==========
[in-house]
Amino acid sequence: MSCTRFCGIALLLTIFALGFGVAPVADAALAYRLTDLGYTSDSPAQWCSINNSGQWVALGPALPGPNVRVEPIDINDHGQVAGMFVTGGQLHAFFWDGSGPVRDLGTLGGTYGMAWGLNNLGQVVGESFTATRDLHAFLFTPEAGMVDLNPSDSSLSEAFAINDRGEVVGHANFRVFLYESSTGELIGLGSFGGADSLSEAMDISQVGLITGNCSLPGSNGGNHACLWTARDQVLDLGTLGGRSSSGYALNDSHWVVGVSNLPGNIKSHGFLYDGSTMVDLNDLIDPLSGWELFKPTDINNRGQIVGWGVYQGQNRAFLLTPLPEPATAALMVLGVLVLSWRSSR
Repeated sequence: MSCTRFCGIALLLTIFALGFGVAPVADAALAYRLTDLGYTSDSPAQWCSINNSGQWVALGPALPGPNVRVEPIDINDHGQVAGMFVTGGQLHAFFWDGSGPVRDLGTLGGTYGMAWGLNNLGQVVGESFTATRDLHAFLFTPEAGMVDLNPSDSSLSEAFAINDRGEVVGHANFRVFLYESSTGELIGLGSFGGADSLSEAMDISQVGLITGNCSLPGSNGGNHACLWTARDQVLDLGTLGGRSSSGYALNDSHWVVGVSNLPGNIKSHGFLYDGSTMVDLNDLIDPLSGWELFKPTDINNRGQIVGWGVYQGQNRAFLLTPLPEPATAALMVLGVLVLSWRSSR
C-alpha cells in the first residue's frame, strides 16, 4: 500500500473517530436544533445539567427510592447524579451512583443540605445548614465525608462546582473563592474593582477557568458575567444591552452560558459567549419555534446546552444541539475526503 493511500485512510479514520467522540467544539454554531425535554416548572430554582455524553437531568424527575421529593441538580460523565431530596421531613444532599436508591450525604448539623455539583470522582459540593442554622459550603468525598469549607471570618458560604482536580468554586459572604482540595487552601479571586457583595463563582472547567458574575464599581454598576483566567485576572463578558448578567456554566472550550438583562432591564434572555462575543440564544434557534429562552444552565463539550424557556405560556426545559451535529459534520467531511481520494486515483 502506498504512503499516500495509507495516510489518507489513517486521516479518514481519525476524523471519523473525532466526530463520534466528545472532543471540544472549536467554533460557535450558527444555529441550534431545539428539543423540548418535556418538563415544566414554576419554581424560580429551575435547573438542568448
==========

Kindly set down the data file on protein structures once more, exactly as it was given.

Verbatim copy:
[in-house]
Amino acid sequence: MSCTRFCGIALLLTIFALGFGVAPVADAALAYRLTDLGYTSDSPAQWCSINNSGQWVALGPALPGPNVRVEPIDINDHGQVAGMFVTGGQLHAFFWDGSGPVRDLGTLGGTYGMAWGLNNLGQVVGESFTATRDLHAFLFTPEAGMVDLNPSDSSLSEAFAINDRGEVVGHANFRVFLYESSTGELIGLGSFGGADSLSEAMDISQVGLITGNCSLPGSNGGNHACLWTARDQVLDLGTLGGRSSSGYALNDSHWVVGVSNLPGNIKSHGFLYDGSTMVDLNDLIDPLSGWELFKPTDINNRGQIVGWGVYQGQNRAFLLTPLPEPATAALMVLGVLVLSWRSSR
Repeated sequence: MSCTRFCGIALLLTIFALGFGVAPVADAALAYRLTDLGYTSDSPAQWCSINNSGQWVALGPALPGPNVRVEPIDINDHGQVAGMFVTGGQLHAFFWDGSGPVRDLGTLGGTYGMAWGLNNLGQVVGESFTATRDLHAFLFTPEAGMVDLNPSDSSLSEAFAINDRGEVVGHANFRVFLYESSTGELIGLGSFGGADSLSEAMDISQVGLITGNCSLPGSNGGNHACLWTARDQVLDLGTLGGRSSSGYALNDSHWVVGVSNLPGNIKSHGFLYDGSTMVDLNDLIDPLSGWELFKPTDINNRGQIVGWGVYQGQNRAFLLTPLPEPATAALMVLGVLVLSWRSSR
C-alpha cells in the first residue's frame, strides 16, 4: 500500500473517530436544533445539567427510592447524579451512583443540605445548614465525608462546582473563592474593582477557568458575567444591552452560558459567549419555534446546552444541539475526503 493511500485512510479514520467522540467544539454554531425535554416548572430554582455524553437531568424527575421529593441538580460523565431530596421531613444532599436508591450525604448539623455539583470522582459540593442554622459550603468525598469549607471570618458560604482536580468554586459572604482540595487552601479571586457583595463563582472547567458574575464599581454598576483566567485576572463578558448578567456554566472550550438583562432591564434572555462575543440564544434557534429562552444552565463539550424557556405560556426545559451535529459534520467531511481520494486515483 502506498504512503499516500495509507495516510489518507489513517486521516479518514481519525476524523471519523473525532466526530463520534466528545472532543471540544472549536467554533460557535450558527444555529441550534431545539428539543423540548418535556418538563415544566414554576419554581424560580429551575435547573438542568448